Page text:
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A landlord is, essentially, someone who owns land or property and rents or leases it out to another person. It can be an incredibly rewarding experience in a number of ways. It is financially beneficial in the sense that the rent money provides a regular, stable income for the landlord while the house ideally increases in value. Not only this, but there can also be some significant tax advantages involved. Putting all this aside, though, it’s essential to remember that there is lots of work involved in being a landlord. Owning and renting out a property involves a lot of time, money and effort. The more you put into the building, the more you will eventually get out of it. So, if this is something you are seriously considering, then it’s crucial to first learn all the tips and tricks of the trade. Here is a step-by-step guide for beginners with everything you need to know.
1. Know Your Responsibilities
Before taking on the role of being a landlord, it’s essential to be aware of what you will actually be responsible for. Contrary to popular belief, it’s about much more than collecting rent payments each month. The first step is to make yourself aware of what your duties will be, to ensure you do the very best you can.
Financial and Legal Obligations
Financial obligations include paying your mortgage payment each month, even if the property is empty and you are not receiving rent income. Being behind on your mortgage can cause serious consequences, learn from this article which ones. Another monthly payment is property tax, which may vary depending on tax rates in your area. If you are considering buying a property to lend, think about choosing a state where the property tax is the lowest. For example, Hawaii is the state with the lowest property tax rate, while Texas has the highest one. Other financial duties include paying for any damages if you have a problem tenant and making the necessary repairs and upgrades to the home.
One of the most important elements of being a landlord is to ensure your property is a safe place for tenants to live. Not only can unsafe places be incredibly dangerous for the tenants, but you can also be held liable for tenant/visitor injuries due to unsafe conditions. So, ensure that all structural elements within the house are intact, keep electrical, central heating, electrical radiators and plumbing systems properly maintained, and manage any environmental issues that the dwelling may have. This includes problems with infestations and toxins such as asbestos, dust and lead paint. Even if your rental house is not damaged, consider making updates before renting it out. This will pay off later, as you will be able to set a higher rent for a nicer home. Here is a list of the most popular home improvements you should consider.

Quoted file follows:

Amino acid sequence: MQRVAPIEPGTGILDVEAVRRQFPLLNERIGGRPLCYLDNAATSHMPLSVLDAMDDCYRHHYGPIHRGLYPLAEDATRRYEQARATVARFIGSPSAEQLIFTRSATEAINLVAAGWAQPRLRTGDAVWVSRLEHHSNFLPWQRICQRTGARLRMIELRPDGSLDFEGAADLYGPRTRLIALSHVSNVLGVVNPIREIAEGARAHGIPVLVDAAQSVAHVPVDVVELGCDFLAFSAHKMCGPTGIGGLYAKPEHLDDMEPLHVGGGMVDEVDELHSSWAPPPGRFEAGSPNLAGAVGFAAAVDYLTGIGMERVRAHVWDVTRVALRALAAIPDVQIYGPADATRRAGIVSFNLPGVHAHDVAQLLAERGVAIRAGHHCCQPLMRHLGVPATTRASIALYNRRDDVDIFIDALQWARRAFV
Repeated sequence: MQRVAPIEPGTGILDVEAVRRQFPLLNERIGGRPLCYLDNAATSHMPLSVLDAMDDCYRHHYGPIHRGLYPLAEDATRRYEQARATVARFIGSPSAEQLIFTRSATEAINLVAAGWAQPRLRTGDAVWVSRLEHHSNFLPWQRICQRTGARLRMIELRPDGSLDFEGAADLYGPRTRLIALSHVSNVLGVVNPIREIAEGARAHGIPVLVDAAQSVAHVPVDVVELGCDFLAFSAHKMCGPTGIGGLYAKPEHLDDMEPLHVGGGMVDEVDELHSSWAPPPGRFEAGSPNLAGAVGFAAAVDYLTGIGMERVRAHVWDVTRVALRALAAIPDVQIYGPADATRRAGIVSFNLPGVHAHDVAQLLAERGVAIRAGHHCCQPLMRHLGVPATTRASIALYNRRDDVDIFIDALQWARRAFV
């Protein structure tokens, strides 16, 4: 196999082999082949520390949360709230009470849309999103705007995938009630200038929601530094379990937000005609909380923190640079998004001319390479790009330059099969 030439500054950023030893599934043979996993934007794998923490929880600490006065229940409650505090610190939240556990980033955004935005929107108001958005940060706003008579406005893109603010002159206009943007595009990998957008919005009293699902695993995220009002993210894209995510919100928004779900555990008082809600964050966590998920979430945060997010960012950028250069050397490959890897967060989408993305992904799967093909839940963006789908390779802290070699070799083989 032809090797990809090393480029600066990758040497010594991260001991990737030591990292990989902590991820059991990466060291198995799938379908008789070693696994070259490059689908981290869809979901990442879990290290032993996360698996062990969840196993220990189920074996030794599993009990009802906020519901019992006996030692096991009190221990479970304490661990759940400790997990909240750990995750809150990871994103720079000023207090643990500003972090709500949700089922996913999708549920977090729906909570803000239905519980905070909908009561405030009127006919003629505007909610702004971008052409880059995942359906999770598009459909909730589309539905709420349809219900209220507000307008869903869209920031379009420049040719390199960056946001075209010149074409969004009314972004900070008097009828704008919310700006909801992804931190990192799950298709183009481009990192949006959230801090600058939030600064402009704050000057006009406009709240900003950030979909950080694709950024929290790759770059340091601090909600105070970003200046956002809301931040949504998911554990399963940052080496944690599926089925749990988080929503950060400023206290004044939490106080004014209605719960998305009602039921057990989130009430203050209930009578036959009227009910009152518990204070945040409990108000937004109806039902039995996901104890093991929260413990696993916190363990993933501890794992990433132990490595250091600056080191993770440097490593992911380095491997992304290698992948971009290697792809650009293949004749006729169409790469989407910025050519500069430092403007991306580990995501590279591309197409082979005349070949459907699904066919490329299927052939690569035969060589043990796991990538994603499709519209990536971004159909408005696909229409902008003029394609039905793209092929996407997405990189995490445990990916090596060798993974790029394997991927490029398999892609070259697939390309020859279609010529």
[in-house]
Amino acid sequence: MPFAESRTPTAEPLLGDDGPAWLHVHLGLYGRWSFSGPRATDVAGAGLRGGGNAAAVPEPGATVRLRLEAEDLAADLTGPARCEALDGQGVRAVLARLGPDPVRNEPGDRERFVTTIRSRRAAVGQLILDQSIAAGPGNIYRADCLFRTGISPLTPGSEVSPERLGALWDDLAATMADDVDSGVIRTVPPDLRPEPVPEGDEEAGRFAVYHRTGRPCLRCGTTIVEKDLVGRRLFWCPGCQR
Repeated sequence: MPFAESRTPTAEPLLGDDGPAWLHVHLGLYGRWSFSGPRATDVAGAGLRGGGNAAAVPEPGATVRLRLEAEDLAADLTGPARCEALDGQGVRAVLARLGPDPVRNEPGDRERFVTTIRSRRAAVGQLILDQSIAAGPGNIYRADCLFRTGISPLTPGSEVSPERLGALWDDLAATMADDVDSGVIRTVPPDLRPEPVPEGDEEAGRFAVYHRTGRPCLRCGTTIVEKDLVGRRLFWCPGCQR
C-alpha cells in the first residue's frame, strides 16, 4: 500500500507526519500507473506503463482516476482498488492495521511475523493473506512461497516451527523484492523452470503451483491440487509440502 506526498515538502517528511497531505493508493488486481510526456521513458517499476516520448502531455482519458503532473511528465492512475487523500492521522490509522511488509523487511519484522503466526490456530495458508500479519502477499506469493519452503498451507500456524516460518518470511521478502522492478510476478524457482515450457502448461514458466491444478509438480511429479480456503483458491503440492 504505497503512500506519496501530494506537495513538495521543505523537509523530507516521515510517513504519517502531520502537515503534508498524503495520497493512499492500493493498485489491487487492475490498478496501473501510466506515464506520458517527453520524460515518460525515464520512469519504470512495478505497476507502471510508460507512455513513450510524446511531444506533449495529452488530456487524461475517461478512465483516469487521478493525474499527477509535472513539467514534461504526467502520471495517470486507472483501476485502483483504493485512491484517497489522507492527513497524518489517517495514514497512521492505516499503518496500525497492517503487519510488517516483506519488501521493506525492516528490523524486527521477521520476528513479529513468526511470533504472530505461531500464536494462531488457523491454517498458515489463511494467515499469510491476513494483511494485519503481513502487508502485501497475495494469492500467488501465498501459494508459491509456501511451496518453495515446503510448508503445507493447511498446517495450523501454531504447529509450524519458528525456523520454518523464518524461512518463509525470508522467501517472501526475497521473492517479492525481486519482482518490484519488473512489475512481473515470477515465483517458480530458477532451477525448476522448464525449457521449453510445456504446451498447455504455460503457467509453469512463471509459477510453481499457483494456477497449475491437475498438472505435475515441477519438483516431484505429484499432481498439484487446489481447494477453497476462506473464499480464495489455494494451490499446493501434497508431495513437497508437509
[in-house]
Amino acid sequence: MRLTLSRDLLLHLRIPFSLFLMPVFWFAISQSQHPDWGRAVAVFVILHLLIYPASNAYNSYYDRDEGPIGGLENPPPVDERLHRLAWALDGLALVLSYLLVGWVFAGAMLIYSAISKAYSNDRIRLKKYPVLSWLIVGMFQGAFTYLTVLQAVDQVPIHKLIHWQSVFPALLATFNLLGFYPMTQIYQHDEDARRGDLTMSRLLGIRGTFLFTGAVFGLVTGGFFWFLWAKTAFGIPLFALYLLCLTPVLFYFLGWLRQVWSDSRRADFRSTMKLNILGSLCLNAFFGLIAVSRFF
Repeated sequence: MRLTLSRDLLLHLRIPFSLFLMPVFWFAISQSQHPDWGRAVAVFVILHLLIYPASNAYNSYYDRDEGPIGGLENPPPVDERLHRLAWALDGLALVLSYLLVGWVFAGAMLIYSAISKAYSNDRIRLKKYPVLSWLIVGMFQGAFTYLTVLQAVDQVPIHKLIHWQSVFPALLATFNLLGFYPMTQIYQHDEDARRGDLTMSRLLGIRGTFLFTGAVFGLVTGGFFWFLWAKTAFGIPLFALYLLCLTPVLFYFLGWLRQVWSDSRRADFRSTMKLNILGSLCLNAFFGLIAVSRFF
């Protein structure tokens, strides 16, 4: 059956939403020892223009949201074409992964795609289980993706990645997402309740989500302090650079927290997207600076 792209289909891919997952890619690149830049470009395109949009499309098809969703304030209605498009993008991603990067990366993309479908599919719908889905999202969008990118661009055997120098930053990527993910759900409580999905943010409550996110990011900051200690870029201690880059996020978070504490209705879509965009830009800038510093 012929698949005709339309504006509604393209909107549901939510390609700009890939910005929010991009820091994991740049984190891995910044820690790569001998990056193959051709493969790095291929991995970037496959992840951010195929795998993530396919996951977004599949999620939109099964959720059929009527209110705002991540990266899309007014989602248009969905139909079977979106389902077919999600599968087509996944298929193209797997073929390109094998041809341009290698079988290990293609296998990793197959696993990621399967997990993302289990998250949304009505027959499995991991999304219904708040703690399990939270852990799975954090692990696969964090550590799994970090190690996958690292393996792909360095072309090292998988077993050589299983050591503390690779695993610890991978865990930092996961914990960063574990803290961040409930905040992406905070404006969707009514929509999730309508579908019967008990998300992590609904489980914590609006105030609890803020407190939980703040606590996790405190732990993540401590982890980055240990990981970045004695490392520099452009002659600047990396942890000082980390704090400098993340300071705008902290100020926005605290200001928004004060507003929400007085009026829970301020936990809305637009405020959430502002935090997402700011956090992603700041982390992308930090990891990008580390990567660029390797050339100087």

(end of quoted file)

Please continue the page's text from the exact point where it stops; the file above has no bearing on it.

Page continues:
2. Keep Track of Your Finances
There are many landlords who are unorganized and do not keep track of their income and spending, which is one of the worst mistakes you can make. In order to be a successful landlord, it is vital to keep on top of your finances when renting to tenants. Keep accurate records of all income and outgoings, in the event that you have to provide documentary evidence of your expenditure. These records will keep track of the activities of your rental property. They will also come in handy if you ever find yourself going through an IRS audit.
Online tools such as Quicken and Microsoft Excel can be a godsend when keeping track of your finances as a landlord. Take advantage of inexpensive tools like these to write down day-to-day expenses on an evening. It won’t take long to do this, and you’ll be happy you did when the time of year comes to file your tax return.
If you are inexperienced with tax returns and new to being a landlord, it might be beneficial to hire a tax accountant to help you with the process. Tax laws can be pretty complicated when it comes to rental income and property, so it’s worth paying a little extra for a professional who can help you file your tax return smoothly. Luckily, though, landlords can reap the special tax benefits available to them. It is possible to deduct any interest payments on the mortgage, and expenses such as repair and maintenance costs, utilities, and property taxes. Discuss this with a professional so that you’re aware of all the benefits available to you.
3. Maintain Good Relationships with Your Tenants
So, once you’ve advertised your property and found yourself some tenants, it’s time to establish a positive relationship with them. If you’re new to the whole process, you might not know how to act towards your tenants and the ethical, ‘correct’ ways in which to behave. You don’t want to come across too in their pockets, but at the same time, you don’t want to be too distant. So how can you achieve that balance? This can be a common thought process amongst new landlords.
The fact is, renting a property is a business. Whether you have a strong relationship with your tenants or not, the most important aspect of the job is to ensure everything is done in accordance with the contract. Make sure that the rent is being paid by the date specified on the contract, and make regular visits to ensure the tenants are following the rules (e.g. no pets). If they are living in accordance with the rental agreement, then there is no reason why you should not maintain good relationships with your tenants.
In this day and age, renting to tenants can be tough. That’s why it’s so important to remain focused, organized, and aware of your responsibilities. Providing that you stay on top of your finances, make sure that your tenants are following the rules set out in the rental agreement, and follow your legal and moral obligations as a landlord, everything should run smoothly.
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Article by Laura Bierman